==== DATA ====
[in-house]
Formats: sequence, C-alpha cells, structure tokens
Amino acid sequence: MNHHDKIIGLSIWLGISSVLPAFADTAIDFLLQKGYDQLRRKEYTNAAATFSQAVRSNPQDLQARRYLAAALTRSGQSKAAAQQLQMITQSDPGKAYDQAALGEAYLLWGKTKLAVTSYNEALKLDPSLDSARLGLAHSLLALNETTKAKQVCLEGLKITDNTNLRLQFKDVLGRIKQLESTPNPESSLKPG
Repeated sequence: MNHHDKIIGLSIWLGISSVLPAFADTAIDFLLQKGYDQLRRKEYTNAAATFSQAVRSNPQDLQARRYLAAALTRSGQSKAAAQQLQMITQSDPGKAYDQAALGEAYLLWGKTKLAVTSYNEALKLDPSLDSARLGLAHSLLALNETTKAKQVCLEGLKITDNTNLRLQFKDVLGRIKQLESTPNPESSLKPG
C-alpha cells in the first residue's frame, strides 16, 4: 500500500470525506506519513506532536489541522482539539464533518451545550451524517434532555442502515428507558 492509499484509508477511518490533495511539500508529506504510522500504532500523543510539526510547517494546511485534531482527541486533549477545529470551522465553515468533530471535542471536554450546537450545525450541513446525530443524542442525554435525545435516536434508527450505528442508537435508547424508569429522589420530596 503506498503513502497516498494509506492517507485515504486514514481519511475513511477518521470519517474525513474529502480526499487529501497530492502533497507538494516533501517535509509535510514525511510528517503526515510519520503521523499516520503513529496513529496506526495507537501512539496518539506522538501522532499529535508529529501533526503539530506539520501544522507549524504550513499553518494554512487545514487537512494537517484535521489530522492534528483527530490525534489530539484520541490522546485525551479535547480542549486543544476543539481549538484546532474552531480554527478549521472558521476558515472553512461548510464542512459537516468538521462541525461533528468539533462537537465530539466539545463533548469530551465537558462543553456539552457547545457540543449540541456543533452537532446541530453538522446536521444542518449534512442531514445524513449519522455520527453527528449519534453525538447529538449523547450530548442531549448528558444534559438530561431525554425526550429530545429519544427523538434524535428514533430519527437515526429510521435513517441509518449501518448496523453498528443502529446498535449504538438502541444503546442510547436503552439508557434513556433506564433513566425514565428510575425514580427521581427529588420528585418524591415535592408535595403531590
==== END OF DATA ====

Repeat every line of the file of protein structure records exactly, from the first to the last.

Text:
[in-house]
Formats: sequence, C-alpha cells, structure tokens
Amino acid sequence: MNHHDKIIGLSIWLGISSVLPAFADTAIDFLLQKGYDQLRRKEYTNAAATFSQAVRSNPQDLQARRYLAAALTRSGQSKAAAQQLQMITQSDPGKAYDQAALGEAYLLWGKTKLAVTSYNEALKLDPSLDSARLGLAHSLLALNETTKAKQVCLEGLKITDNTNLRLQFKDVLGRIKQLESTPNPESSLKPG
Repeated sequence: MNHHDKIIGLSIWLGISSVLPAFADTAIDFLLQKGYDQLRRKEYTNAAATFSQAVRSNPQDLQARRYLAAALTRSGQSKAAAQQLQMITQSDPGKAYDQAALGEAYLLWGKTKLAVTSYNEALKLDPSLDSARLGLAHSLLALNETTKAKQVCLEGLKITDNTNLRLQFKDVLGRIKQLESTPNPESSLKPG
C-alpha cells in the first residue's frame, strides 16, 4: 500500500470525506506519513506532536489541522482539539464533518451545550451524517434532555442502515428507558 492509499484509508477511518490533495511539500508529506504510522500504532500523543510539526510547517494546511485534531482527541486533549477545529470551522465553515468533530471535542471536554450546537450545525450541513446525530443524542442525554435525545435516536434508527450505528442508537435508547424508569429522589420530596 503506498503513502497516498494509506492517507485515504486514514481519511475513511477518521470519517474525513474529502480526499487529501497530492502533497507538494516533501517535509509535510514525511510528517503526515510519520503521523499516520503513529496513529496506526495507537501512539496518539506522538501522532499529535508529529501533526503539530506539520501544522507549524504550513499553518494554512487545514487537512494537517484535521489530522492534528483527530490525534489530539484520541490522546485525551479535547480542549486543544476543539481549538484546532474552531480554527478549521472558521476558515472553512461548510464542512459537516468538521462541525461533528468539533462537537465530539466539545463533548469530551465537558462543553456539552457547545457540543449540541456543533452537532446541530453538522446536521444542518449534512442531514445524513449519522455520527453527528449519534453525538447529538449523547450530548442531549448528558444534559438530561431525554425526550429530545429519544427523538434524535428514533430519527437515526429510521435513517441509518449501518448496523453498528443502529446498535449504538438502541444503546442510547436503552439508557434513556433506564433513566425514565428510575425514580427521581427529588420528585418524591415535592408535595403531590